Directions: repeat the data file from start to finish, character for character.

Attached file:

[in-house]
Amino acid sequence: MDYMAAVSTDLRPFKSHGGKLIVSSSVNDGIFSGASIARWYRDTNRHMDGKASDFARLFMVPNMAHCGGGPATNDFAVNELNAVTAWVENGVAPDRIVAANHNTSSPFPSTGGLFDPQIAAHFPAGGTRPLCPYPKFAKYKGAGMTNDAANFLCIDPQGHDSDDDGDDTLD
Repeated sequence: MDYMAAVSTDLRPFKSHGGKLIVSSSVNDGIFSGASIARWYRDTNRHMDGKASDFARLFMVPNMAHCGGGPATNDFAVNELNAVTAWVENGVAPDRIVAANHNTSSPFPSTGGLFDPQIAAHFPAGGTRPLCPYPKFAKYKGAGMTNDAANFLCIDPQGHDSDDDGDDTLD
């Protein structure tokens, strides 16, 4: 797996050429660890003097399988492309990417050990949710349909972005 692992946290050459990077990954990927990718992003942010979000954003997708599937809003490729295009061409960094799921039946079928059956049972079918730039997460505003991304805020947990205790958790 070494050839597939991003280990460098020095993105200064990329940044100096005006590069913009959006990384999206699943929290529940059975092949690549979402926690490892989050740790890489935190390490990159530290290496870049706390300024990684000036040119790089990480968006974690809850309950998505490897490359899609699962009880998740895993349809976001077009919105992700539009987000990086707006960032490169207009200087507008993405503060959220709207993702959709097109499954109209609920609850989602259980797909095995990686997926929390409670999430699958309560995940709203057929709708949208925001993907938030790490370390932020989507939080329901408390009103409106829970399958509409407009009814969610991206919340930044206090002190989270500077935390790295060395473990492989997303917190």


[in-house]
Amino acid sequence: MDYMAAVSTDLRPFKSHGGKLIVSSSVNDGIFSGASIARWYRDTNRHMDGKASDFARLFMVPNMAHCGGGPATNDFAVNELNAVTAWVENGVAPDRIVAANHNTSSPFPSTGGLFDPQIAAHFPAGGTRPLCPYPKFAKYKGAGMTNDAANFLCIDPQGHDSDDDGDDTLD
Repeated sequence: MDYMAAVSTDLRPFKSHGGKLIVSSSVNDGIFSGASIARWYRDTNRHMDGKASDFARLFMVPNMAHCGGGPATNDFAVNELNAVTAWVENGVAPDRIVAANHNTSSPFPSTGGLFDPQIAAHFPAGGTRPLCPYPKFAKYKGAGMTNDAANFLCIDPQGHDSDDDGDDTLD
């Protein structure tokens, strides 16, 4: 797996050429660890003097399988492309990417050990949710349909972005 692992946290050459990077990954990927990718992003942010979000954003997708599937809003490729295009061409960094799921039946079928059956049972079918730039997460505003991304805020947990205790958790 070494050839597939991003280990460098020095993105200064990329940044100096005006590069913009959006990384999206699943929290529940059975092949690549979402926690490892989050740790890489935190390490990159530290290496870049706390300024990684000036040119790089990480968006974690809850309950998505490897490359899609699962009880998740895993349809976001077009919105992700539009987000990086707006960032490169207009200087507008993405503060959220709207993702959709097109499954109209609920609850989602259980797909095995990686997926929390409670999430699958309560995940709203057929709708949208925001993907938030790490370390932020989507939080329901408390009103409106829970399958509409407009009814969610991206919340930044206090002190989270500077935390790295060395473990492989997303917190």